7. 60% of responders here (so far) earn over $100k. What I am saying is that this is NOT representative of the general population but it IS representative of women who undergo IVF.

  8. Quote:
    This may the case for you but I reeeeallly hope you recognize that this is not the "norm" and that you are incredibly fortunate.
    I never said I wasn't fortunate-I also never said we didn't work our a$$es off for what we have.....I actually don't consider myself fortunate-fortunate would have been inheriting the money from grandma rather than working my butt off and getting a great education (which I paid for myself) along with working LONG hours and not taking vacations and living WELL below my means-That dear is not FORTUNATE-it's SMART! And the rest of the country might learn a thing or two about that if they lived and worked the way DH and I do. FWIW-in MANY places in this country a home will put you over that Million $$ threashold pretty darn quick.

    Lotus- Thanks,I deleted the post based on the lack of header and don't really want to get into a financial war with anyone anyway. Thanks for pointing out that I missed that-didn't even notice this wasn't the POT board-OOPS!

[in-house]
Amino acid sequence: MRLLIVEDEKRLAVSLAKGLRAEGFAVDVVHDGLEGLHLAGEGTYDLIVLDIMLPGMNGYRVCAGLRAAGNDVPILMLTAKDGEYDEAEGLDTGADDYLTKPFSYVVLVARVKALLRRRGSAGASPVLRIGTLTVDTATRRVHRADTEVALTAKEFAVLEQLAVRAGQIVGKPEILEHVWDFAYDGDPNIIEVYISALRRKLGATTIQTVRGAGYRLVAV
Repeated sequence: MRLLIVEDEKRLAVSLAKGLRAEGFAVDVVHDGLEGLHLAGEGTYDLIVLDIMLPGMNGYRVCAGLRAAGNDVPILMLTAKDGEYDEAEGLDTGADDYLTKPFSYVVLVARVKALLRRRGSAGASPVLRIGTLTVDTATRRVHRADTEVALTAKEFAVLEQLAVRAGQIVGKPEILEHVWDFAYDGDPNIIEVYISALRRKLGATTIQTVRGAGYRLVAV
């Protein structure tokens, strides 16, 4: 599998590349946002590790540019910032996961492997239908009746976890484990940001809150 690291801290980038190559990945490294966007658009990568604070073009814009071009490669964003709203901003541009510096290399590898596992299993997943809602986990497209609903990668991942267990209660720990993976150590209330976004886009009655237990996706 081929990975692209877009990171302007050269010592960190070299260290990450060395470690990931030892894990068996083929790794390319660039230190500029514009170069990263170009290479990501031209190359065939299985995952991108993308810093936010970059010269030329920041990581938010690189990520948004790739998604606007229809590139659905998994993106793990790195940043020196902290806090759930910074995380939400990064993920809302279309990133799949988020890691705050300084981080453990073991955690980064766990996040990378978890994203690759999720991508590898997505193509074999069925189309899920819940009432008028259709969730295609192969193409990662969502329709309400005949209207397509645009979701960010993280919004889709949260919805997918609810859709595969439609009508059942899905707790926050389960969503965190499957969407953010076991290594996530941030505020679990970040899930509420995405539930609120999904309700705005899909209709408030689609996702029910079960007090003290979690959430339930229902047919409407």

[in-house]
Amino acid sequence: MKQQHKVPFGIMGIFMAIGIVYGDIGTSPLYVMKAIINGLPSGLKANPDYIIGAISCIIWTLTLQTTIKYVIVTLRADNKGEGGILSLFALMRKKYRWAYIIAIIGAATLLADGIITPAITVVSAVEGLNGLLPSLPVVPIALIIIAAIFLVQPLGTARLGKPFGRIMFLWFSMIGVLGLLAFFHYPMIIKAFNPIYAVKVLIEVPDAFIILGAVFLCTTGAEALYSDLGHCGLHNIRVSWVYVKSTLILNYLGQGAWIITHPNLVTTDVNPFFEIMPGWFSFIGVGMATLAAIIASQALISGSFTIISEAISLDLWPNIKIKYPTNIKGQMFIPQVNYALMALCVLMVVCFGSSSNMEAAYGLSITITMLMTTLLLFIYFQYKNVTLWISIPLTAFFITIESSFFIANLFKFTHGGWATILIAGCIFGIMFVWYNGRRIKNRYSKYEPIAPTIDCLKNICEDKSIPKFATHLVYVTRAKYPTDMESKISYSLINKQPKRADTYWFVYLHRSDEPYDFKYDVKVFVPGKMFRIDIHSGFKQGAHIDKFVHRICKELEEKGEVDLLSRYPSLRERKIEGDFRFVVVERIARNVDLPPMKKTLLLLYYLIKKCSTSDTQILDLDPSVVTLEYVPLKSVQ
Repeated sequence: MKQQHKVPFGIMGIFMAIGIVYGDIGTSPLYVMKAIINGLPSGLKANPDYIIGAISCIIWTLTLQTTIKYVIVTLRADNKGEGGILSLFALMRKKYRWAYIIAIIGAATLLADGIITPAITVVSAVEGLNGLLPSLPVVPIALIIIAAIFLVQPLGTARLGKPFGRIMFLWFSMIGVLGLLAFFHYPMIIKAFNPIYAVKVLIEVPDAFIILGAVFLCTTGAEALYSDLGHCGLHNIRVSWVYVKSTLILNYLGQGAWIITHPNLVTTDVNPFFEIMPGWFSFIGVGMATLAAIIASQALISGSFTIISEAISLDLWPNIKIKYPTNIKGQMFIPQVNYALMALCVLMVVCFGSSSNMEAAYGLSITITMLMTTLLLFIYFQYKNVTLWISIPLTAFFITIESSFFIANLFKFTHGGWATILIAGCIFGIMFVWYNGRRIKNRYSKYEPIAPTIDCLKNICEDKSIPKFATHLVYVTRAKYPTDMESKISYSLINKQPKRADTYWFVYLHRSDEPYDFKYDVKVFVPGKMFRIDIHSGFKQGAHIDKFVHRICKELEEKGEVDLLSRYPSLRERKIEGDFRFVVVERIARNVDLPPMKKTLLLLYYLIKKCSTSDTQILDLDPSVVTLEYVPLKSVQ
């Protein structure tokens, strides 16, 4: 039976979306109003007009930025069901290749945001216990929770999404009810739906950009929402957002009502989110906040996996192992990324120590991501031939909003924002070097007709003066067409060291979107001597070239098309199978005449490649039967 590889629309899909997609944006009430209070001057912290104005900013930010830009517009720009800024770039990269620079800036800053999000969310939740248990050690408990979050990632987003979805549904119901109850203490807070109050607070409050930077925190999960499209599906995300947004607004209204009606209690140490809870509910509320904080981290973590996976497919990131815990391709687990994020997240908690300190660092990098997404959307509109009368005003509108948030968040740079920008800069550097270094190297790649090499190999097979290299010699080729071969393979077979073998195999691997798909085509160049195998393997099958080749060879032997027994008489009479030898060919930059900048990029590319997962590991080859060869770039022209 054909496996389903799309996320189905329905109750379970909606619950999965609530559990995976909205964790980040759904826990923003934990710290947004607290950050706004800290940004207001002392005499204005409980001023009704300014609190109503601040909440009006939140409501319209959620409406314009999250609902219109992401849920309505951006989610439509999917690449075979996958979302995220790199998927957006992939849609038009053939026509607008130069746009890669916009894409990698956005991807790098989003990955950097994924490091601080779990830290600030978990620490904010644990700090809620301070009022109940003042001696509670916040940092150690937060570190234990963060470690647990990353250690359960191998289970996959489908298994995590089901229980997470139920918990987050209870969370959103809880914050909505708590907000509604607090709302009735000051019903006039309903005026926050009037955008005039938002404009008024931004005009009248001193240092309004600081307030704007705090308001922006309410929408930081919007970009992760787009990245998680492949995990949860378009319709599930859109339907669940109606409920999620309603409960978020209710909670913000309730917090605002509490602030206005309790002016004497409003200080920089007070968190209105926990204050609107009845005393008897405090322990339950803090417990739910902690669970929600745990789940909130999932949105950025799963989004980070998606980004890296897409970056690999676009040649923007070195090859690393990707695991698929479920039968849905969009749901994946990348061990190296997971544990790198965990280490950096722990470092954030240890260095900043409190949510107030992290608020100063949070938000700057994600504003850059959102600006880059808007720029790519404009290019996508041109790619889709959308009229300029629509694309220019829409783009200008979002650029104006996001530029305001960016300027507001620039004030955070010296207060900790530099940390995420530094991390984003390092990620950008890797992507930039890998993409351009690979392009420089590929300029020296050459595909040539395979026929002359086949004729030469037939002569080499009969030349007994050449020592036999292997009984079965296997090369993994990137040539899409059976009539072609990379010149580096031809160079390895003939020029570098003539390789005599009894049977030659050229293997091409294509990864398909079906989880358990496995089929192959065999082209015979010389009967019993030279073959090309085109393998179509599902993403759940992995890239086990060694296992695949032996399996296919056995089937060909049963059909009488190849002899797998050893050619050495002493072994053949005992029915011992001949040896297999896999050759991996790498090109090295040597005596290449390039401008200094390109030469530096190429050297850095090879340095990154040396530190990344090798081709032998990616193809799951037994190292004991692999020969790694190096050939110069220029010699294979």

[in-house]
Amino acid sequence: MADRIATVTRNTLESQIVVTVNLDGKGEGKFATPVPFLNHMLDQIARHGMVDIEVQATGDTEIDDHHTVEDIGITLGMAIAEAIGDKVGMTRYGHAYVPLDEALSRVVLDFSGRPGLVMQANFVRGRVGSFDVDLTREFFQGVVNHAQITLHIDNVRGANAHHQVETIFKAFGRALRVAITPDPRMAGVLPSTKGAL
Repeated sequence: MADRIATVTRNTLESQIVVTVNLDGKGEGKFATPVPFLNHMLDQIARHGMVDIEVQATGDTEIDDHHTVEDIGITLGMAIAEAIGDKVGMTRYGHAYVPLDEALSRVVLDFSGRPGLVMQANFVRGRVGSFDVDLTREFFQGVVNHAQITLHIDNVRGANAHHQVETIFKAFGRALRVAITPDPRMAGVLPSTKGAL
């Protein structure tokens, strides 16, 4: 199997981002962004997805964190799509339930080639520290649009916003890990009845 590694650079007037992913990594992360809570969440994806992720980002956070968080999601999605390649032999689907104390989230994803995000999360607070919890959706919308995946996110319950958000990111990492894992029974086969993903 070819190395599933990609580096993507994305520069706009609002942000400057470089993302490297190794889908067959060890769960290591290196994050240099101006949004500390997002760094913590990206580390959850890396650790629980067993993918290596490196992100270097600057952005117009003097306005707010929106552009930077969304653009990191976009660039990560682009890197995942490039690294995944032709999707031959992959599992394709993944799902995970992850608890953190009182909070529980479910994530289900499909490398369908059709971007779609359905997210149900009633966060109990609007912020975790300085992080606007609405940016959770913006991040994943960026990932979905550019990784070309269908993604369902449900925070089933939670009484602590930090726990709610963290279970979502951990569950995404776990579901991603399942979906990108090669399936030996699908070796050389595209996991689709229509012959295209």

9. What is the definition of "affluent"?? I hear affluent and I think wealthy. I don't consider myself wealthy. But I'm certainly not "poor" either. I would say that a more accurate statement is that poor people are not doing IVF. Poor people simply don't have the insurance coverage or the savings or the credit to undergo something so costly. But there sure are a lot of middle class families stretching themselves to the limits to do it!! So if affluent means "not poor" then I think the NYT is right on.

  10. rekabi1956, many very smart, very hardworking people do not make the kind of money you make.

  11. Spartali-I am very aware of that-but I hate it when people who don't make the money we make say it's because we are "fortunate" it would be the same as if I said someone who is not as financially secure is "lazy" I am not "fortunate"-I am hard working and smart and have made some very calculated ans smart financial moves. That is all I'm saying-the predjudice goes both ways people and I'm constantly going to bat with my dh about those who struggle financially when he says things like they are lazy or need to work harder-I don't see them as a separate issue....some people work hard as all get out and barely get by others do the same and do really well-it doesn't diminish the work-so don't presume to tell me that I'm "fortunate" when I've worked my butt of for every last thing I have.